Weaning is the process of switching an infant’s diet from milk to solid food. It is a gradual process and is usually influenced by many factors. It depends on a mother’s decision to return to work, the health of the mother or the infant, or simply when the baby starts showing signs that he/she is ready for solid food. As babies grow, weaning introduces them to new tastes and textures and lays the foundation for healthy eating habits for the future.

On average, weaning takes anything between 2-3 weeks up to a month. Since every baby is different, some babies make the transition to solid foods more easily than others. Ultimately, all babies get there in the end, so instead of fussing over irregular eating habits, enjoy the mess and the giggles with your baby because they will grow out of this phase very soon. Here we tell you in detail how to wean your child. 

Finding out if Your Baby is Ready

As a rough guide, little ones are ready for weaning after completion of 6 months of age—if the baby has been breastfed exclusively, and is gaining weight properly. If the baby is part formula fed, and four months or older, and showing interest in food, weaning could begin. In this case, the formula milk needs to be replaced with solid food, but breastmilk should still continue since milk is still an essential part of the baby’s diet at this stage.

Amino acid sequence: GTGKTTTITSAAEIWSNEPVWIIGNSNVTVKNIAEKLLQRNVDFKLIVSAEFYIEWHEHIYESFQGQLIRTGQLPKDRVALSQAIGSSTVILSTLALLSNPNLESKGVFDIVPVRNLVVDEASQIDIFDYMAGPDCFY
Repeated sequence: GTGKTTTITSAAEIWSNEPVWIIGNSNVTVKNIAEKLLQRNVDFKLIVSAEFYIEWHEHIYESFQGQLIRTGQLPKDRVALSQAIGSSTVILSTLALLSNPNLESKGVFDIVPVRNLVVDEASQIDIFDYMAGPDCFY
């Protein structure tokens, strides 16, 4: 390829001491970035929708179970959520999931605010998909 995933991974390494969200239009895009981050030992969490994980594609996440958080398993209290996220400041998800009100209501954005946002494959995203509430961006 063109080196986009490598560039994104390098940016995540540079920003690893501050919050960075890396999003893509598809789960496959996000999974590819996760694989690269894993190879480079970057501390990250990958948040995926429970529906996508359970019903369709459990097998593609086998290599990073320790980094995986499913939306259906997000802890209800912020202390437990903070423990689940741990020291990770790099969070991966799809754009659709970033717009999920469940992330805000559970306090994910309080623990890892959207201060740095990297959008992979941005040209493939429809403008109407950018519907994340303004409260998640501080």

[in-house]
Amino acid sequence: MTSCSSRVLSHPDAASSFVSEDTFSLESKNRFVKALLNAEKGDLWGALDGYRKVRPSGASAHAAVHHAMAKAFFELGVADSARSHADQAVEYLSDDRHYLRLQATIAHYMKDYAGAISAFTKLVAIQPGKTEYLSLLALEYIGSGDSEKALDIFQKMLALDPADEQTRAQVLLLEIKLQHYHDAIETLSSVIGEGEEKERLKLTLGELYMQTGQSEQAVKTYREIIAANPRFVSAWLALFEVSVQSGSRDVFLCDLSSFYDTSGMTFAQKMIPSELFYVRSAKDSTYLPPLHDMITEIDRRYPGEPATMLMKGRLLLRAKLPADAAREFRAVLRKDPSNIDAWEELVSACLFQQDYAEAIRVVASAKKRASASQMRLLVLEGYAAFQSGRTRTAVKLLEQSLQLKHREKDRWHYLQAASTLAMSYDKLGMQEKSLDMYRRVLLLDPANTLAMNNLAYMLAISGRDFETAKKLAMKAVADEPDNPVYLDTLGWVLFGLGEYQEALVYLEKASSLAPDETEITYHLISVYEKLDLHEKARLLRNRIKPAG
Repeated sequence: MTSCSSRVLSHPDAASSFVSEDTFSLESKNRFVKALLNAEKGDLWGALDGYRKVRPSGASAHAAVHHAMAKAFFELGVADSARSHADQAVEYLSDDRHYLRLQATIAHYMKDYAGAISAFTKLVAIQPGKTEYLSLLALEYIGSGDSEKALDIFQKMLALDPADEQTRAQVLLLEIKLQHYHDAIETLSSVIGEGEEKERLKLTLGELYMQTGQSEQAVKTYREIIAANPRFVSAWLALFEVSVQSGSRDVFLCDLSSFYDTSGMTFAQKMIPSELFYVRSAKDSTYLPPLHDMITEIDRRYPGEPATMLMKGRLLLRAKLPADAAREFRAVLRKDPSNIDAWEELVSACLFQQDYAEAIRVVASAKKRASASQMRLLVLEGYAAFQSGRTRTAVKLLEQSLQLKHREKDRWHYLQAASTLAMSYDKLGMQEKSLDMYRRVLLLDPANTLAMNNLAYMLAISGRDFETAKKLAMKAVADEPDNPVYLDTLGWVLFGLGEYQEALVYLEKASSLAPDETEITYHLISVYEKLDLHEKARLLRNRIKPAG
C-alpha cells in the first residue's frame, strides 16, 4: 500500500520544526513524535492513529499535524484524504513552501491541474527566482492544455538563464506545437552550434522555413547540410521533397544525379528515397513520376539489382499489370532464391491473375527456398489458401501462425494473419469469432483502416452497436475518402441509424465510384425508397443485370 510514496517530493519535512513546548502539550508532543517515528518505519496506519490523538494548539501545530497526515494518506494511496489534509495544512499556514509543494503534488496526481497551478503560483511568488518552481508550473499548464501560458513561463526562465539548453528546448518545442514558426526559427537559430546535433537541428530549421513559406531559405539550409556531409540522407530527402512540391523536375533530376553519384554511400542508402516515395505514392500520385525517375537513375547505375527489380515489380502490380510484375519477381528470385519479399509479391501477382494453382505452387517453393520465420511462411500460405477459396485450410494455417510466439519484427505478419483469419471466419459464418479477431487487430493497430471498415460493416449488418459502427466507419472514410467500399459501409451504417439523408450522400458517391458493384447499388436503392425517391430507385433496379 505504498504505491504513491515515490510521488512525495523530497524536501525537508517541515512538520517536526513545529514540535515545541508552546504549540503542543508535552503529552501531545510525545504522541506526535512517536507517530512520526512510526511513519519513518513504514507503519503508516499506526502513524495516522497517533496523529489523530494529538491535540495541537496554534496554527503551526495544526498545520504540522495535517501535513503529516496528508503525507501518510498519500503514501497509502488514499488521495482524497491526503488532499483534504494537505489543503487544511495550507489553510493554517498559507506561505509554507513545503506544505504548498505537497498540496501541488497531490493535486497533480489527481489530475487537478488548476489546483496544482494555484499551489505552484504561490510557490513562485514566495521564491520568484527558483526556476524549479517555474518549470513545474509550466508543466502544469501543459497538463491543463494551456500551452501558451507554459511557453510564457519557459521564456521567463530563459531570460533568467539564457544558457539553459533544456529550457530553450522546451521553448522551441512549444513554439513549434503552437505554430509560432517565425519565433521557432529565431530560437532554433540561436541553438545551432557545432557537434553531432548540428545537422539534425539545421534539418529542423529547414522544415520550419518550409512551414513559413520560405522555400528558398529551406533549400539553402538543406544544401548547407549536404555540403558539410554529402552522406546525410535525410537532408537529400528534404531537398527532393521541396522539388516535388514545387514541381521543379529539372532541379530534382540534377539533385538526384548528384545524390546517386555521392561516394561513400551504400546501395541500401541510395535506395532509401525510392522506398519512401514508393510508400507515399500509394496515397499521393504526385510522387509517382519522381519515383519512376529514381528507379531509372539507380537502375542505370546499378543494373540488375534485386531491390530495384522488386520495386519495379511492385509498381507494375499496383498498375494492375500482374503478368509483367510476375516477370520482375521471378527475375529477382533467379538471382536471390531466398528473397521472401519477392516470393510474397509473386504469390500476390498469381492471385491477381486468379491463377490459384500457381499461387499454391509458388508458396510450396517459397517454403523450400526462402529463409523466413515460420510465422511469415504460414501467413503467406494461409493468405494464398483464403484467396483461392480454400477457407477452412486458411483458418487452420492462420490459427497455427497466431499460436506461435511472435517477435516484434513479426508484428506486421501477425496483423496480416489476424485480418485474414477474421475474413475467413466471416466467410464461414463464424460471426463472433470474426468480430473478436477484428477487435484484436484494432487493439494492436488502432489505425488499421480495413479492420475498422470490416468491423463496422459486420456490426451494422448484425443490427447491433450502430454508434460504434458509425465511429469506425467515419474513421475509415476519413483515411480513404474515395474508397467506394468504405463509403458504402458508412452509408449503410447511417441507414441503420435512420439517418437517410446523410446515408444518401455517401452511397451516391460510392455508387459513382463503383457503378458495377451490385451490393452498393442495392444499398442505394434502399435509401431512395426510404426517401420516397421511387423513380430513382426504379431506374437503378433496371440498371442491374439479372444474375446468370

Follow these indicators to find out if your little one is ready to start weaning.

Does your baby…

  • Sit up and hold steady?
  • Seem interested in your food? Or grab it from your plate?
  • Pick up food to put in their mouth?